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Toru Asanu

(b Fukuoka, Gunma Prefect., Jan 18, 1898; d Tokyo, Oct 16, 1992).

Japanese painter. In 1918 he entered the literature department of Tokyo University; however, a liking for sculpture made him turn his attention to fine art. Travelling to France to research European art (1924) caused his interest to shift from sculpture to painting. From c. 1929 he was influenced by Surrealism and, stimulated by the collages of Max Ernst, he produced such works as Another’s Love and Science Blinds Beauty (both 1930; Takasaki, Gunma Prefect. Mus. Mod. A.). In 1931, shortly before his return to Japan, he sent 37 Yōga (Western-style) paintings to the first exhibition of the Dokuritsu Bijutsu Kyōkai (Independent Art Society). The ironic, witty and sharp punning nature of these pieces had hitherto not been seen in Japanese painting. Their display caused a great sensation in Yōga circles.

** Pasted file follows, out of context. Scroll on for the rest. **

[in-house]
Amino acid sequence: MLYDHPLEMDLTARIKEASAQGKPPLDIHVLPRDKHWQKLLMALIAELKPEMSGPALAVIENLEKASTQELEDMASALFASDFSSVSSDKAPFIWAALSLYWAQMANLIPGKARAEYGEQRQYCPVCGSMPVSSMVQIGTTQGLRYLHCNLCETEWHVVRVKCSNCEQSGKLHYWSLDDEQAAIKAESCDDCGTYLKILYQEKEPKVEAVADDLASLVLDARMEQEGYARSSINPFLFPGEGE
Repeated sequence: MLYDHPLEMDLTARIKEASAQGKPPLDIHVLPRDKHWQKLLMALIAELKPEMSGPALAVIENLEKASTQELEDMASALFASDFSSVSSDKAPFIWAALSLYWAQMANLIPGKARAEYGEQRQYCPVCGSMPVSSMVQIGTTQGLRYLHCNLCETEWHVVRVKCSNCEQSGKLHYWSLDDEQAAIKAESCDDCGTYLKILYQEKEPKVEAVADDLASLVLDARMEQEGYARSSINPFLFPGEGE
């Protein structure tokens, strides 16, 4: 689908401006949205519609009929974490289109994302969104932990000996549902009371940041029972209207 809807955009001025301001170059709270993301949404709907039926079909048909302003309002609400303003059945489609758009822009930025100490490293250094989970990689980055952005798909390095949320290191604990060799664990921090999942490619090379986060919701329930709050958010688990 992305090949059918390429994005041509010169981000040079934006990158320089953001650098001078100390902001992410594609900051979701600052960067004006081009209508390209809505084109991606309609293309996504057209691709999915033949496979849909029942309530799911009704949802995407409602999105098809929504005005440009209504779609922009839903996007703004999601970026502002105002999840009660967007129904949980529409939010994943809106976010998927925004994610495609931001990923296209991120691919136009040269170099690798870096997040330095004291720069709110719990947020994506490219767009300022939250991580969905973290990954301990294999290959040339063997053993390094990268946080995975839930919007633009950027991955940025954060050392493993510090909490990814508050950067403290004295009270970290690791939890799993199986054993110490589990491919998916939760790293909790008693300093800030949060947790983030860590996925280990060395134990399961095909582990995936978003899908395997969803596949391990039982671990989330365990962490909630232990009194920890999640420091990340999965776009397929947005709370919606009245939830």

Although the influence of Surrealism had already begun to permeate Japanese art circles, Fukuzawa’s return in summer 1931...

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Shigeo Chiba

(b Toyama, Toyama Prefect., Dec 7, 1903; d Tokyo, Jan 1, 1979).

Japanese writer and critic. He was already fascinated by Surrealism when he graduated from the English Department of Keio University, Tokyo, in 1931, and had translated André Breton’s Le Surréalisme et la peinture (Paris, 1928) in 1930. He also had a profound concern for the visual arts, regarding Surrealism as a ‘metamorphosis of the power of poetry’. In his major work Kindai geijutsu (‘Modern art’) he discussed the opposition between abstract art and Surrealism as a means of identifying the nature of contemporary art. Because of his involvement with art movements, in 1941, with Ichirō Fukuzawa, he was arrested by the political police, who regarded Surrealism as a branch of the Communist Party, and he was detained for eight months.

After World War II and particularly during the 1950s, Takiguchi continued to be involved with art movements and wrote criticism in which he showed a sharp sensitivity capable of detecting the contemporary vanguard. His translations of work by ...